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The Internet Is Exploding: 10 Must-Read Articles This Week

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The internet was kinda alright this week. Highlights: Having a hobby, academy jerks, Meghan McCain’s tears, the pain of Oprah, the first drag queen was a former slave, Tressie McMillan Cottom, J.Lo and Shakira’s Super Bowl, Christine Sun Kim’s patriotic act, how we make homes, and Erykah Badu’s pussy. 

1. The Collected AHP: what a hobby feels like

I swim obsessively. I grew up swimming and playing water polo but stopped consistently doing either when I transferred during junior year to a high school that didn’t offer any sports. I didn’t start swimming regularly again until last fall, when I began graduate school—it is the first place I’ve been since I was 15 that has an easily accessible pool. 

The pool is only open for lap swim three days a week, and my entire schedule for six days every week revolves around swimming, and the pool’s peculiar hours. Swimming governs everything: when I sleep, when I eat, what I eat, and when I work. I swim for many of the same reasons Ann Helen Peterson declares for running in this essay: “because I like schedules and routine, but I find I am unexpectedly nourished by the vast nothingness of a long run. You’re forced to hang out with your own mind — even if you’re doing it with someone else, you’re still hanging out with your own mind a whole lot. Some people call it meditative, and I guess that’s what I mean when I say that it forces present-ness: you can think about work things, or relationship things, or plan your outfit for the next day, but you’re still right there in your body, doing the thing for the foreseeable future.”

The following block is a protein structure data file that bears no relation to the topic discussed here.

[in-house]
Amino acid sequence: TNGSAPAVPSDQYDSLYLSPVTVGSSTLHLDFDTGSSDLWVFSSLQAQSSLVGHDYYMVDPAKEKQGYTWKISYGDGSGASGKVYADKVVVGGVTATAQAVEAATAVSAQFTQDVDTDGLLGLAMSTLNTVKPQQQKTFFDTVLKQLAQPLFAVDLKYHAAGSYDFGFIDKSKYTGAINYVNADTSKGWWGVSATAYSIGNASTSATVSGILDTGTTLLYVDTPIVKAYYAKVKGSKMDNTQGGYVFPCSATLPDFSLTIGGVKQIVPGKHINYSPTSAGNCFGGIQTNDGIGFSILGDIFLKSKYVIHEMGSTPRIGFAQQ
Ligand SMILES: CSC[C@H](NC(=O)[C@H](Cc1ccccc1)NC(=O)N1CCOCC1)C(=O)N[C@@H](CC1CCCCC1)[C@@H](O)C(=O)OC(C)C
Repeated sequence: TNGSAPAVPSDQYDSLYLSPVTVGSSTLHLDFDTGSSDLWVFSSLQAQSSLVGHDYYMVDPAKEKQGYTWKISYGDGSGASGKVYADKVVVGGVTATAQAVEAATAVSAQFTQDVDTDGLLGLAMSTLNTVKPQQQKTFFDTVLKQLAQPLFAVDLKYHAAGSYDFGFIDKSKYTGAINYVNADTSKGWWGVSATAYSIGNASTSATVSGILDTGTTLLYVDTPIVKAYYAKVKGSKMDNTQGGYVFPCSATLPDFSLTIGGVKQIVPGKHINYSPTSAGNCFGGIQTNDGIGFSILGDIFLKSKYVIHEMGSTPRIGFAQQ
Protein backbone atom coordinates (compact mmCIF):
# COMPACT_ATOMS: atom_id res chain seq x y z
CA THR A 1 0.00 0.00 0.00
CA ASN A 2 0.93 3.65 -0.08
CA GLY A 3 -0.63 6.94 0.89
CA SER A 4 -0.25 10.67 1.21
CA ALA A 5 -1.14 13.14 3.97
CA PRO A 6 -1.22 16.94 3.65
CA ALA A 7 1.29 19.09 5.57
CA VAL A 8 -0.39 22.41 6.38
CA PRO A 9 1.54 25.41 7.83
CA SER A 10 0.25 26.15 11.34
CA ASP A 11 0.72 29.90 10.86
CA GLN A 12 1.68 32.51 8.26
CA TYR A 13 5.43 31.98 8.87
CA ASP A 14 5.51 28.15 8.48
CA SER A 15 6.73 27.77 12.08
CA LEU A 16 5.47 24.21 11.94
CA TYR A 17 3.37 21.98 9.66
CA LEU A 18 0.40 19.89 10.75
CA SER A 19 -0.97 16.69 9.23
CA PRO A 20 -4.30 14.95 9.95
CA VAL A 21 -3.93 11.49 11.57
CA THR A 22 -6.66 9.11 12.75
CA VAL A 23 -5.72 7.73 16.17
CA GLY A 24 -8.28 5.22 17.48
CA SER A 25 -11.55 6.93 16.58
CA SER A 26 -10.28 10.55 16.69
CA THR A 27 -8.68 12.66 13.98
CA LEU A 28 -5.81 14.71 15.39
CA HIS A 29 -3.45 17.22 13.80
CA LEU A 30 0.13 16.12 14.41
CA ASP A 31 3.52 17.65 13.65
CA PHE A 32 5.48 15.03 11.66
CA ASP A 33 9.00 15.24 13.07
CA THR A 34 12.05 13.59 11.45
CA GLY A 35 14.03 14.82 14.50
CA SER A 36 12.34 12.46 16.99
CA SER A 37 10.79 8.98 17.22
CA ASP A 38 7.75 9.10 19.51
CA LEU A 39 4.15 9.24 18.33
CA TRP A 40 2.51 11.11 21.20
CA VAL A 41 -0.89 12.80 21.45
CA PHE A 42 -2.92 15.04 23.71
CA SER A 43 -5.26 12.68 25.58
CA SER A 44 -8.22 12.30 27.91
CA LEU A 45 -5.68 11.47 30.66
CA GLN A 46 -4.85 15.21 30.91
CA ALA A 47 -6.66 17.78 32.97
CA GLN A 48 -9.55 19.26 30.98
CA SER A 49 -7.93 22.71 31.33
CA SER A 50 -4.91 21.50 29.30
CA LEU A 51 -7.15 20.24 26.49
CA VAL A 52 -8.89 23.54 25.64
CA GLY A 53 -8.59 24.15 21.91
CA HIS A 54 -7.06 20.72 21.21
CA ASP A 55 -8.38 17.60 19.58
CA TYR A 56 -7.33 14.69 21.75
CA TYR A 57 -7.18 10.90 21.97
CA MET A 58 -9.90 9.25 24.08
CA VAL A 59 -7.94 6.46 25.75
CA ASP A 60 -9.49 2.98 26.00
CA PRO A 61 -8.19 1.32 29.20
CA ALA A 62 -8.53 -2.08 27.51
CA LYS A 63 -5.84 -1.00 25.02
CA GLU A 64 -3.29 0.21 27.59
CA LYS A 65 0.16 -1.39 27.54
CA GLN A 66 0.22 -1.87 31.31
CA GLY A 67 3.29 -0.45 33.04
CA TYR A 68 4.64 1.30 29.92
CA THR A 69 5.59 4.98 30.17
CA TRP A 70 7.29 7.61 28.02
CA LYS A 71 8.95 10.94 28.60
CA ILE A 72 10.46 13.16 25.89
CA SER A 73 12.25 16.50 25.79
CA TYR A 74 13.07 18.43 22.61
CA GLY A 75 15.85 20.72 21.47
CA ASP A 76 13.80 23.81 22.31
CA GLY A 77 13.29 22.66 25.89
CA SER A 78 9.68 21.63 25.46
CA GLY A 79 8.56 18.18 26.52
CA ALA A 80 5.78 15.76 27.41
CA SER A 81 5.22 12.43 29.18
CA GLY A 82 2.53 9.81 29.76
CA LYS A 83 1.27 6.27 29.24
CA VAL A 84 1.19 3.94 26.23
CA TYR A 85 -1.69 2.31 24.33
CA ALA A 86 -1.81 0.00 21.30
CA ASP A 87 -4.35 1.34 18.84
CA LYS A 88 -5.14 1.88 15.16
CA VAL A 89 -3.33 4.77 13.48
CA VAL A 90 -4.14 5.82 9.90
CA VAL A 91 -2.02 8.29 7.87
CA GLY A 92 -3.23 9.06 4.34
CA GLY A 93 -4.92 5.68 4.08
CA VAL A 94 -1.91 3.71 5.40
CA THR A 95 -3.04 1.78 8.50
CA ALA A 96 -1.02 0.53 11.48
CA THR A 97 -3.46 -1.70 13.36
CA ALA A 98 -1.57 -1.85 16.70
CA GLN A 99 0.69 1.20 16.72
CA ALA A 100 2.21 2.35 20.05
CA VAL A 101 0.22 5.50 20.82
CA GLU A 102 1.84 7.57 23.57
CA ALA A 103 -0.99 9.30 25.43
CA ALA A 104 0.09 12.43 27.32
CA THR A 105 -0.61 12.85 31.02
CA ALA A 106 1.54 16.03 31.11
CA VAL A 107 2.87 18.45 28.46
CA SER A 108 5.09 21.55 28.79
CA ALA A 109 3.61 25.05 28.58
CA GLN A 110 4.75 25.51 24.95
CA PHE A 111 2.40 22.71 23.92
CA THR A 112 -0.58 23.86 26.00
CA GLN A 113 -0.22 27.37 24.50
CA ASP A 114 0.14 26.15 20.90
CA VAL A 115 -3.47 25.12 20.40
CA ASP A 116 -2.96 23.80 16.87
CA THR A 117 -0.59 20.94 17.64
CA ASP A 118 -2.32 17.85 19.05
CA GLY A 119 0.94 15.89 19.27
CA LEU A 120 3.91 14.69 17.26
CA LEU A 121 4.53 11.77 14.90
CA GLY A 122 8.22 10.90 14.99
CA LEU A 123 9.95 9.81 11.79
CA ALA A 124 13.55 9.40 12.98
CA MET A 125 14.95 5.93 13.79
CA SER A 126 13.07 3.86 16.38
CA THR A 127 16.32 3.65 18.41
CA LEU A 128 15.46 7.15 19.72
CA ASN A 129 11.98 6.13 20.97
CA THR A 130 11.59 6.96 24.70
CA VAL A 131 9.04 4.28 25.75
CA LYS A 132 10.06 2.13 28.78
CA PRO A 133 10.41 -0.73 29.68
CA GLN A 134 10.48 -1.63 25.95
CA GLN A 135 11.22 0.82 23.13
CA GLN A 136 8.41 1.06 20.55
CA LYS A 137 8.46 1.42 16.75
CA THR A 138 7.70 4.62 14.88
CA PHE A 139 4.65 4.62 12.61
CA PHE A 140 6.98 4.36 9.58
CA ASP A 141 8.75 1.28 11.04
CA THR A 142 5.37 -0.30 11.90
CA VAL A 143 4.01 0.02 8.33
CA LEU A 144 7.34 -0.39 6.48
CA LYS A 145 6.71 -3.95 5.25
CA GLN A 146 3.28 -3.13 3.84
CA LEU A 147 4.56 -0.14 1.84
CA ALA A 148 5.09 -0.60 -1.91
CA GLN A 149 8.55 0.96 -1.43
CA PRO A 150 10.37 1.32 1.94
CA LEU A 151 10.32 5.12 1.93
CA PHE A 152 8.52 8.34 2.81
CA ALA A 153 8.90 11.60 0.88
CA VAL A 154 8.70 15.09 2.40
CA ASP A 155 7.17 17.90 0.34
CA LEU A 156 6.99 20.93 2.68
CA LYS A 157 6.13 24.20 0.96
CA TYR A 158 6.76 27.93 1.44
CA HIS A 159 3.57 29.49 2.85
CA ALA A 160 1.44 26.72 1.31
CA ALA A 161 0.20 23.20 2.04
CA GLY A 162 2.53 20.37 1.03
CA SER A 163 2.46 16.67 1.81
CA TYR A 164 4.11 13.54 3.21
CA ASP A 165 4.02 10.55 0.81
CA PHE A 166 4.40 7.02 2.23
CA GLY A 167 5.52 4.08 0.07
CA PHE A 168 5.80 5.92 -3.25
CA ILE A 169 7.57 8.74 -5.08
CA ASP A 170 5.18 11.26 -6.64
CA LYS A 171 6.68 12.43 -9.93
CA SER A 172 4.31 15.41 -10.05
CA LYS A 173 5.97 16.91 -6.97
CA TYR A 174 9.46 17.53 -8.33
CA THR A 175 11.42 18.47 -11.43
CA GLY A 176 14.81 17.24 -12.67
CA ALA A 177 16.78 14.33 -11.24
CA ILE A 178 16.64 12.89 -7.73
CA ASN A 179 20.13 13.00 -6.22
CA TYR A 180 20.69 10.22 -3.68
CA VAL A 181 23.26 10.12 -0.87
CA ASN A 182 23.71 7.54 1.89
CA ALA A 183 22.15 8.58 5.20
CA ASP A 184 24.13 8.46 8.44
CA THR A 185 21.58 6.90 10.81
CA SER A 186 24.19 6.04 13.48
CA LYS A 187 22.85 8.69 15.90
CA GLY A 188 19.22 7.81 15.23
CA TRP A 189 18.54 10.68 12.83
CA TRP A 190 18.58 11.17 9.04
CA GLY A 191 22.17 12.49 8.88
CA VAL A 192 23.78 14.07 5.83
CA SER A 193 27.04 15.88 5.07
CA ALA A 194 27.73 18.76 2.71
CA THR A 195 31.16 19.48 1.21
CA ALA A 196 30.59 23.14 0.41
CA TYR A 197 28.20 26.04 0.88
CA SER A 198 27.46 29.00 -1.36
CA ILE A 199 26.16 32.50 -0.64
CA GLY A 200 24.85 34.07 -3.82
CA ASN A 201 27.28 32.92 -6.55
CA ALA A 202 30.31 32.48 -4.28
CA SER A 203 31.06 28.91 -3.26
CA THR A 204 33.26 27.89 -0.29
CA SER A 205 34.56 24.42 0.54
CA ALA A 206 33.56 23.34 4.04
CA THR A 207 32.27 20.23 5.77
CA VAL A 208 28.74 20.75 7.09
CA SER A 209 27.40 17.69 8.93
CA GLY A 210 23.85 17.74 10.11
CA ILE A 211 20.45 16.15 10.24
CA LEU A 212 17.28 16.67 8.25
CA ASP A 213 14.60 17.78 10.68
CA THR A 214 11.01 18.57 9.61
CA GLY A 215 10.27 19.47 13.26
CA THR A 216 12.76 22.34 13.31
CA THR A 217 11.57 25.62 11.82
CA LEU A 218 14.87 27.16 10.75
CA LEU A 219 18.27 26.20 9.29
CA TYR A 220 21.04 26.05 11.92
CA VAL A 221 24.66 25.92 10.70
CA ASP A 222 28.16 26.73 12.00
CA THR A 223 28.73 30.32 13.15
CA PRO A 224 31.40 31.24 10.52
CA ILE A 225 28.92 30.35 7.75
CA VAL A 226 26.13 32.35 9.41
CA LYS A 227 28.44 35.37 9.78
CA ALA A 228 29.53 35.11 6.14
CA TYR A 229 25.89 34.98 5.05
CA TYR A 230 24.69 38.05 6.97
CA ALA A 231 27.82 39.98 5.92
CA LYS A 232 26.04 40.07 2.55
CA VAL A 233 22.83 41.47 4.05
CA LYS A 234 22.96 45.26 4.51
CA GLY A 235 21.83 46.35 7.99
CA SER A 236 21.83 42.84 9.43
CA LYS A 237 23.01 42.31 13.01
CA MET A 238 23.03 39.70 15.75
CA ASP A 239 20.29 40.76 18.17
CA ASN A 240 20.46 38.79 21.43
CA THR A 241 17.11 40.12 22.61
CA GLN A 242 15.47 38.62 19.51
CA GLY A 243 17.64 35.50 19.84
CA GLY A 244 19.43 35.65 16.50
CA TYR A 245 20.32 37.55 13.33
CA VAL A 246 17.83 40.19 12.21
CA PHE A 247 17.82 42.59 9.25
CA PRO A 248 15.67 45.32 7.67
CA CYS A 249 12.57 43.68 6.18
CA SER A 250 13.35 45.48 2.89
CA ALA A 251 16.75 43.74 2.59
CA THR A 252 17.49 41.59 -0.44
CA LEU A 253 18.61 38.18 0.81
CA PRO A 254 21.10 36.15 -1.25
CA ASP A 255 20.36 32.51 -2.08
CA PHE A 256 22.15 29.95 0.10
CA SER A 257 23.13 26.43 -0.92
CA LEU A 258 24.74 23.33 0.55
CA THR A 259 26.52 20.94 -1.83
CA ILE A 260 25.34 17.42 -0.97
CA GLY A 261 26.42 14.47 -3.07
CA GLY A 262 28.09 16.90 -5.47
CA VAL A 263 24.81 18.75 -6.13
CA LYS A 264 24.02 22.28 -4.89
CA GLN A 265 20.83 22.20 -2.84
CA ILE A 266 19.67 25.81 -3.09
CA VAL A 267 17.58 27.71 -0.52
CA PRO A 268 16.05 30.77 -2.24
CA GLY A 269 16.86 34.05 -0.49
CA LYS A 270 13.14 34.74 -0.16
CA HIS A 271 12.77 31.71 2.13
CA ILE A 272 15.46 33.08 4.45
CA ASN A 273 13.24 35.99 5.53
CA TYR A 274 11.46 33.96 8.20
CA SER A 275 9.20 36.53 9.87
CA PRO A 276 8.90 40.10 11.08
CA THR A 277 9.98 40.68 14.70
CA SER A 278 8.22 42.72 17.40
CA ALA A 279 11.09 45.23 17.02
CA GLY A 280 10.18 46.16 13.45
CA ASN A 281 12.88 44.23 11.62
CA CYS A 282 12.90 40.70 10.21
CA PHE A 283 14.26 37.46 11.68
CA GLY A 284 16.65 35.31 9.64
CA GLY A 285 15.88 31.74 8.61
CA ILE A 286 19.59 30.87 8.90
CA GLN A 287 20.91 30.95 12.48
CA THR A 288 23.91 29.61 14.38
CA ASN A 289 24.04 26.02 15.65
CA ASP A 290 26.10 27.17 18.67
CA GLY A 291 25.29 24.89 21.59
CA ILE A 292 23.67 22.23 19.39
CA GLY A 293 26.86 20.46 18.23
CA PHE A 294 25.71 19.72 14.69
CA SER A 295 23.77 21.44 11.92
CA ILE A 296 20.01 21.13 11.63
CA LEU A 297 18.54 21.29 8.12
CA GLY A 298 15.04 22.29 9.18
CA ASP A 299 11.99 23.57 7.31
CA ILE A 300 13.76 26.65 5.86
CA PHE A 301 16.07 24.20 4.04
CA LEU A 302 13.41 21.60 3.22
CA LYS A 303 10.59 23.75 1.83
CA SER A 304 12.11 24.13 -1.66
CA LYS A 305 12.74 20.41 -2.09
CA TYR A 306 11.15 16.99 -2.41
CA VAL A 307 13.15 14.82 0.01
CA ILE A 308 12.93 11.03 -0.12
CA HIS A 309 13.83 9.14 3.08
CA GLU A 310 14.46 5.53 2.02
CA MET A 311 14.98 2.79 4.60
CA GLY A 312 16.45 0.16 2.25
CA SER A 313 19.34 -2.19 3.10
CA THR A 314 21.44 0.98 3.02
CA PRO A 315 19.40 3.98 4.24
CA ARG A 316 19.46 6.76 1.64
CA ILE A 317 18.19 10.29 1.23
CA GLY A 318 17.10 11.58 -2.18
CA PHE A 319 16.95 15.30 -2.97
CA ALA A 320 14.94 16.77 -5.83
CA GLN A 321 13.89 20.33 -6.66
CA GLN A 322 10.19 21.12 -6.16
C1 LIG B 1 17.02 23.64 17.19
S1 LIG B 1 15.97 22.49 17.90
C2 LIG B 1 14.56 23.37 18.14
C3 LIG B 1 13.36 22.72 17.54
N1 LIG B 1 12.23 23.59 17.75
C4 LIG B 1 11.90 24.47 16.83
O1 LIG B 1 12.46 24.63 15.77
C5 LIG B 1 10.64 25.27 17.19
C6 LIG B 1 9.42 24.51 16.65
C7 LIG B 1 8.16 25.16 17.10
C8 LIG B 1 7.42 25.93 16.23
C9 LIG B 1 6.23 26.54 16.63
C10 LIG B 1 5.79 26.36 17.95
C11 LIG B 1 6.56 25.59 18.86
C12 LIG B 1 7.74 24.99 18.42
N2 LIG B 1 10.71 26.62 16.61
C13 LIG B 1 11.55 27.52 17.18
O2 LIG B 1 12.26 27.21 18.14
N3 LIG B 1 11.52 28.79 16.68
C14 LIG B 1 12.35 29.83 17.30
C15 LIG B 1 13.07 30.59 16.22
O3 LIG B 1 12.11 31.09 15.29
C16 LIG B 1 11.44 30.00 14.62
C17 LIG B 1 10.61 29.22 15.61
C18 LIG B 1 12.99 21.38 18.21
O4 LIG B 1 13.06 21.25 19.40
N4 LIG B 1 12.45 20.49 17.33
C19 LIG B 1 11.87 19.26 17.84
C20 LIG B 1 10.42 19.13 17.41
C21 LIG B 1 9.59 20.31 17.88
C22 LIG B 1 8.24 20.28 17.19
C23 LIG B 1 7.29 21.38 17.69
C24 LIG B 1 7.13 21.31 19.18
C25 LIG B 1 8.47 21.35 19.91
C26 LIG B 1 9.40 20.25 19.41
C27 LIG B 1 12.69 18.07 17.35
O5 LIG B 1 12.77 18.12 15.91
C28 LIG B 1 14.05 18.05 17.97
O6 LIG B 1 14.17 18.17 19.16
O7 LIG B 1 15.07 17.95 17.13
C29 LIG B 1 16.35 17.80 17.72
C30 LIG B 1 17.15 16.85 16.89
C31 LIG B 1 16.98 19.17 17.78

I like swimming the easy sets, long, smooth, and relaxed. Where you can almost fall asleep—the ones where your mind loses count of how far you’ve gone, but your body remembers. I also love the hard ones. The sets where the only thing you can think of is how surprised you are that your lungs haven’t exploded. 

2. The Chronicle Review: The Jerks of Academe

This shit is TOO REAL! If you have ever spent any time in academia, specifically doing any sort of post-graduate work, you will definitely recognize some of the stereotypes listed here. Shit, you might even know someone that is a combination of a few. I know there are a couple of hybrids walking around my grad school.

3. BuzzFeed: Meghan McCain On “The View” Is The Epitome Of White Women Tears